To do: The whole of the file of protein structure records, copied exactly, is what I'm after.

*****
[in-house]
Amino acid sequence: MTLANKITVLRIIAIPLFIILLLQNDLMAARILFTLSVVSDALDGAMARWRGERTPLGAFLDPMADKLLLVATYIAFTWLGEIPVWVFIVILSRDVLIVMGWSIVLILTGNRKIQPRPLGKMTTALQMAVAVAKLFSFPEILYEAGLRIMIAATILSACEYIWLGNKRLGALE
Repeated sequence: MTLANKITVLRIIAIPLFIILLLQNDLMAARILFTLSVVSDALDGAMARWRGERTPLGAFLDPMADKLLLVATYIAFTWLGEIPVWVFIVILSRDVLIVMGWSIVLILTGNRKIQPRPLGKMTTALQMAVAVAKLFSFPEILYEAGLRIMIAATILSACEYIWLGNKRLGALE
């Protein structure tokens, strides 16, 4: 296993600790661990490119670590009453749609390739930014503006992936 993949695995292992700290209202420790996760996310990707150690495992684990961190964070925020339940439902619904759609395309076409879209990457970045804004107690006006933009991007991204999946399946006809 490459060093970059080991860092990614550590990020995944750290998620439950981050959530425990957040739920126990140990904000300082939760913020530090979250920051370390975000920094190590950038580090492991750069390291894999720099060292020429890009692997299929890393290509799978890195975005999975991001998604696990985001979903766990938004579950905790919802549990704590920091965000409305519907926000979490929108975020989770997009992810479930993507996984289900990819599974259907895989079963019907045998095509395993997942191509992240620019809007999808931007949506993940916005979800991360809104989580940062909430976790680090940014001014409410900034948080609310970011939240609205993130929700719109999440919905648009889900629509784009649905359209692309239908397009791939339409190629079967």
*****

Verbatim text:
[in-house]
Amino acid sequence: MTLANKITVLRIIAIPLFIILLLQNDLMAARILFTLSVVSDALDGAMARWRGERTPLGAFLDPMADKLLLVATYIAFTWLGEIPVWVFIVILSRDVLIVMGWSIVLILTGNRKIQPRPLGKMTTALQMAVAVAKLFSFPEILYEAGLRIMIAATILSACEYIWLGNKRLGALE
Repeated sequence: MTLANKITVLRIIAIPLFIILLLQNDLMAARILFTLSVVSDALDGAMARWRGERTPLGAFLDPMADKLLLVATYIAFTWLGEIPVWVFIVILSRDVLIVMGWSIVLILTGNRKIQPRPLGKMTTALQMAVAVAKLFSFPEILYEAGLRIMIAATILSACEYIWLGNKRLGALE
């Protein structure tokens, strides 16, 4: 296993600790661990490119670590009453749609390739930014503006992936 993949695995292992700290209202420790996760996310990707150690495992684990961190964070925020339940439902619904759609395309076409879209990457970045804004107690006006933009991007991204999946399946006809 490459060093970059080991860092990614550590990020995944750290998620439950981050959530425990957040739920126990140990904000300082939760913020530090979250920051370390975000920094190590950038580090492991750069390291894999720099060292020429890009692997299929890393290509799978890195975005999975991001998604696990985001979903766990938004579950905790919802549990704590920091965000409305519907926000979490929108975020989770997009992810479930993507996984289900990819599974259907895989079963019907045998095509395993997942191509992240620019809007999808931007949506993940916005979800991360809104989580940062909430976790680090940014001014409410900034948080609310970011939240609205993130929700719109999440919905648009889900629509784009649905359209692309239908397009791939339409190629079967």